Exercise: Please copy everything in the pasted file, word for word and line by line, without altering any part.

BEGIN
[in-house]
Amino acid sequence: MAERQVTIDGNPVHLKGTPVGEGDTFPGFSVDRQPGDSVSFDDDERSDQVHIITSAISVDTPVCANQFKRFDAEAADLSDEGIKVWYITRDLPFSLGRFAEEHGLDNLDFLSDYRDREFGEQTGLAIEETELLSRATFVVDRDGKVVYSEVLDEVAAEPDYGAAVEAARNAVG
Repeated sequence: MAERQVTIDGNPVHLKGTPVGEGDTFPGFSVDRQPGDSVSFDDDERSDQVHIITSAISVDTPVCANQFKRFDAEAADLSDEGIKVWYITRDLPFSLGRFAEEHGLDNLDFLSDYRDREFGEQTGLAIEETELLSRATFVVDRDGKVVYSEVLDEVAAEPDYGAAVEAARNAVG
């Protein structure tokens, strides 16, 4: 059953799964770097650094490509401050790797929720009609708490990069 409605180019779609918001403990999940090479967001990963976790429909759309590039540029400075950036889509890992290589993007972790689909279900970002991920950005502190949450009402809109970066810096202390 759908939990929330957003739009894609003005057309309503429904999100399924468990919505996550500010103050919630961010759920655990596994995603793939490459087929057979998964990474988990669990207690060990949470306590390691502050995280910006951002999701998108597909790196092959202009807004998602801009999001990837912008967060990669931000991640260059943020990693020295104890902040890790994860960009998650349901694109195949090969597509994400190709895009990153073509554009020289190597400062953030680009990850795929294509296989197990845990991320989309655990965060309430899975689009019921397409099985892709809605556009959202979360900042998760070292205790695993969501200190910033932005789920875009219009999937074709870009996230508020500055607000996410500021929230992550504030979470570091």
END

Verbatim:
[in-house]
Amino acid sequence: MAERQVTIDGNPVHLKGTPVGEGDTFPGFSVDRQPGDSVSFDDDERSDQVHIITSAISVDTPVCANQFKRFDAEAADLSDEGIKVWYITRDLPFSLGRFAEEHGLDNLDFLSDYRDREFGEQTGLAIEETELLSRATFVVDRDGKVVYSEVLDEVAAEPDYGAAVEAARNAVG
Repeated sequence: MAERQVTIDGNPVHLKGTPVGEGDTFPGFSVDRQPGDSVSFDDDERSDQVHIITSAISVDTPVCANQFKRFDAEAADLSDEGIKVWYITRDLPFSLGRFAEEHGLDNLDFLSDYRDREFGEQTGLAIEETELLSRATFVVDRDGKVVYSEVLDEVAAEPDYGAAVEAARNAVG
């Protein structure tokens, strides 16, 4: 059953799964770097650094490509401050790797929720009609708490990069 409605180019779609918001403990999940090479967001990963976790429909759309590039540029400075950036889509890992290589993007972790689909279900970002991920950005502190949450009402809109970066810096202390 759908939990929330957003739009894609003005057309309503429904999100399924468990919505996550500010103050919630961010759920655990596994995603793939490459087929057979998964990474988990669990207690060990949470306590390691502050995280910006951002999701998108597909790196092959202009807004998602801009999001990837912008967060990669931000991640260059943020990693020295104890902040890790994860960009998650349901694109195949090969597509994400190709895009990153073509554009020289190597400062953030680009990850795929294509296989197990845990991320989309655990965060309430899975689009019921397409099985892709809605556009959202979360900042998760070292205790695993969501200190910033932005789920875009219009999937074709870009996230508020500055607000996410500021929230992550504030979470570091």